By Eric Velazquez, NSCA-CPT | Editor-at-Large
June 4, 1980
Zabreh, Czech Republic
Prague, Czech Republic
210–212 lbs. contest; 240–245 lbs. offseason
Career Highlights: 2011 IFBB Toronto Pro 212, 1st; 2010 Arnold Amateur, 4th
Two weeks. Stateside, that’s the standard amount of paid vacation you’re gifted when starting a new job. Most of us cherish a vacation for what it is — time away from the grind, a license to decompress. Workloads, commutes and gym time are usually replaced by leisurely indulgences and nutritional excess.
But for Czech Republic native Lukas Osladil, two weeks is the longest break he’s taken from the gym in his 12 years of training as a bodybuilder. For this ambitious young 212-pounder, it’s been less about trophies and medals — though he’s won a few, most recently in his first pro show in Toronto last June — than it’s been about a pure, incorruptible love for lifting heavy iron.
“I knew it was about using weights and growing muscles,” Lukas says about his knowledge of bodybuilding as a 10-year-old. But still, for reasons he can’t explain, one day he simply felt called to it. “I don’t know why I made the decision to start training that day. Maybe it was a dream? But a few weeks after that, I found two old dumbbells while visiting my grandparents in Slovakia. I started training and I’ve been doing it ever since.”
The sight of a scrawny, short Lukas training with weights was something of a spectacle to his friends and family. But young Lukas was immune to their barbs, whispers and mocking chuckles — and soon enough the teasing stopped. As he began to fill out, Lukas found himself ascending to the rank of top kid in school sports.
“I was good in running and other sports in class because I got some muscles,” Lukas says in English, which isn’t his native language. Overall, he was living a comfortable, uneventful childhood in the Czech Republic — he loved school, he had friends, plenty to eat. But stability can breed complacency.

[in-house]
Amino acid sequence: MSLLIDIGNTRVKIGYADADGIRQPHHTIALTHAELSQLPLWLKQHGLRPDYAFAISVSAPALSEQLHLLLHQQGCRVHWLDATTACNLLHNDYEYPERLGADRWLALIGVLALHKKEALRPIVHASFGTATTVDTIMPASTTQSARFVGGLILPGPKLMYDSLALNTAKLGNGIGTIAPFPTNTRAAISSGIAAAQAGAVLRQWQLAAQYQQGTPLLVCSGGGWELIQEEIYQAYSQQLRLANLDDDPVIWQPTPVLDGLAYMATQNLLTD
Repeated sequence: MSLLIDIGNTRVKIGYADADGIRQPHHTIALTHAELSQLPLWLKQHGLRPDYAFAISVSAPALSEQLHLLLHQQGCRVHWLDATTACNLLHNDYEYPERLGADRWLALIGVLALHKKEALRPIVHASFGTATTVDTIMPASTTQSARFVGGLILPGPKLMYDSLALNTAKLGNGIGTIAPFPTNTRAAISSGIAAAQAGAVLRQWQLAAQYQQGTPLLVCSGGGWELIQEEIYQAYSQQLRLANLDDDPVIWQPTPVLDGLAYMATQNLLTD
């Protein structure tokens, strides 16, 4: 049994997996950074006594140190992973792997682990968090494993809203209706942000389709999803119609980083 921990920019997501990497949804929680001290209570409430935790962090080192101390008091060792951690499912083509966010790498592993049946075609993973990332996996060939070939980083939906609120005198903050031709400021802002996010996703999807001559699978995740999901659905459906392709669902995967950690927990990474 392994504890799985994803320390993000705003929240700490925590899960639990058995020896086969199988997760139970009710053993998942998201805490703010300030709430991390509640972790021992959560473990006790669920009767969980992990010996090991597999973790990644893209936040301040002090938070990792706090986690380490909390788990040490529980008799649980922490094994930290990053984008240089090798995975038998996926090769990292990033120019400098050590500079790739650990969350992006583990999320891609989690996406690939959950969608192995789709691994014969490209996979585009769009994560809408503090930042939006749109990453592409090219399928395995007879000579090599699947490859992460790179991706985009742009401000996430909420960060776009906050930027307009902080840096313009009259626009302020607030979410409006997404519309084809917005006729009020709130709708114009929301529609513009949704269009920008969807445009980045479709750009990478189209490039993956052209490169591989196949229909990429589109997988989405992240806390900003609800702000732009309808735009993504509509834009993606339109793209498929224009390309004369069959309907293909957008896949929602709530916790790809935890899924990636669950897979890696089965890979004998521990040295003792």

Then, when he was 15, family turmoil befell the Osladil clan. “My parents divorced and I didn’t feel good during those years,” Lukas recalls. “I was depressed often. I felt emptiness. So I started looking for a way to feel better.”
Luckily, this adolescent crisis didn’t send Lukas running for comfort in the dubious company of a bottle or an opium den. Instead, it served to refocus his intensity in the gym.
“I focused more on bodybuilding. It helped me forget all the bad things that were happening.”
His first contest would come the same year.
“I saw many good young bodybuilders there and I found out how much I have to work on my body to became a champion,” he says. “I got big motivation at the contest. When they asked me onstage what I wanted to accomplish, I said: ‘I want to get to the Mr. Olympia.’ And everyone was laughing because they thought I was too small to get there. But 16 years later I’m competing for the Mr. Olympia 212-pound category.”
With a population of just under 15,000, Zabreh could hardly be considered a bustling center of commerce in this central European nation. As a result, all of its gyms were devoid of the extravagance that could distract from the task at hand, something that Lukas used to his advantage. Hooked by his initial competitive experience in bodybuilding, he would stay the course despite scant resources, surpassing the handful of other competitors who called Zabreh home.
“There were two main gyms and a few small gyms at school buildings,” Lukas said. “I used to go to the gym that was by the [community] swimming pool. It wasn’t a big gym but for Zabreh it was a good gym. There were some bodybuilders but few who competed. We also had a few female bodybuilders. But I’m the only one who became Czech Republic champion or European champion.”
Like many young bodybuilders, Lukas cites Arnold Schwarzenegger as his biggest influence. But he also attributes much of his success to Dorian Yates, who he met in 2007. “He told me he liked my posing routine and he invited me to train with him at Temple Gym in the U.K.”
But when Lukas elaborates on those who have influenced his career, something becomes clear. Michael Jackson, Madonna, Jack Nicholson, Steven Spielberg. It’s not success, necessarily, but the obstinate insistence on achieving it that’s key to Lukas.